What do: loss, desire, aspiration, breakup, pain, inspiration, nostalgia, rebellion, jaded, desperation, escapism and confusion have in common?
According to a North Carolina State University researcher, these concepts are thematic in a large majority of hit songs.
David Henard, Poole Board of Advisors Professor of Business Management & Professor of Marketing at North Carolina State University, is studying popular music to find commonalities.
David H. Henard, Ph.D. is Marketing Area Coordinator and past Director of International Programs for the Poole College of Management. He also served as the Director of Graduate Programs – Global Innovation Management. Before entering academics, Professor Henard worked several years for the Oscar Mayer and Kraft Foods USA divisions of Philip Morris Companies where he held numerous R&D, sales, and marketing positions. He is the author of Stand Out!, a book focused on helping undergraduate students improve their odds of employment.
Henard’s research interests focus on three key areas: innovation, reputation, and communication. His most recent research projects investigate aspects of corporate communications and their ability to persuade consumers in a variety of situations.
His work is published in journals such as the Journal of Marketing Research, the Journal of Product Innovation Management, the Journal of the Academy of Marketing Science, the Journal of Retailing, Organizational Behavior and Human Decision Processes, the Journal of Advertising Research, Research-Technology Management, and Public Relations Quarterly.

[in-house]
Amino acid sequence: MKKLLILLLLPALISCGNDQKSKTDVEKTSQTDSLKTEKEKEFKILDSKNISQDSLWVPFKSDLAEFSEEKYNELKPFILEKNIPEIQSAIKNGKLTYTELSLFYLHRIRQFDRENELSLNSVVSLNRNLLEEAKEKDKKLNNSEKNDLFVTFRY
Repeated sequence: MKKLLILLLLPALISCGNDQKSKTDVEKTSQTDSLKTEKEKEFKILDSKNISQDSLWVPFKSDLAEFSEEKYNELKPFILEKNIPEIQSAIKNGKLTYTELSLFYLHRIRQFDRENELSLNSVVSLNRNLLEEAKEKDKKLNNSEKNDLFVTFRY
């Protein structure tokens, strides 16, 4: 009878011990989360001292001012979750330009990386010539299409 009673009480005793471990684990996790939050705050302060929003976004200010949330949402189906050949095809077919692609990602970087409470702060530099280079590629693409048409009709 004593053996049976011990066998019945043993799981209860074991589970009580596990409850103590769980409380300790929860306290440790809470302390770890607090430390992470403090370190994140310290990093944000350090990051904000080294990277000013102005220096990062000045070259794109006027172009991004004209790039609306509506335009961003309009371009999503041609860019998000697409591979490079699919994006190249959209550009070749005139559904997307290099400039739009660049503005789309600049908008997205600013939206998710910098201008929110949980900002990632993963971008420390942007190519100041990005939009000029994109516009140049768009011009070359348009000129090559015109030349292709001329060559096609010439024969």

He is the recipient of several department, college, and university level awards for teaching excellence and is a member of the North Carolina State University Academy of
Outstanding Teachers and was awarded the Andrew Heiskell Honorable Mention award for Best International Practices by the Institute of International Education.
David Henard – What Makes a Hit Song?
The transformation of marketing communications over the past 50 years is something that is both fascinating and frustrating for marketing professionals. In the 1950s and 60s, marketing and advertising communication was essentially a one-way broadcast. Over time, and with the advent of technology, that one-way broadcast morphed into a two-way communication with consumers. With the explosion of social media, we now experience multi-way conversations. This means that marketers must “join the conversation” if we are to be effective.
Our goal in this research was to look to pop music’s #1 hits between 1960-2009 to see if any lyrical communication themes consistently appeared in top songs across these 50 years. Since songs reach #1 because they have the highest numbers of airplay, downloads, and purchases, the thinking was that these songs might act as leading barometers of consumer sentiment. We, in fact, consistently found 12 themes that were largely emotional versus cognitive in nature and appeared across all five decades. One interesting result is that the relative usage of these themes varied quite a bit across decades and appears to closely map with the contemporary social environment.
The themes identified in this project resonate with a diverse population of people and extend well beyond the field of music. They are universal in the sense that most of us have experienced them at some point and can relate to the message presented. They transcend geography and time and are replete across classical literature and art. They speak directly to our core humanity. They are communication themes with broad applicability, have stood the test of time, and can help advertisers and marketing professionals better communicate with audiences.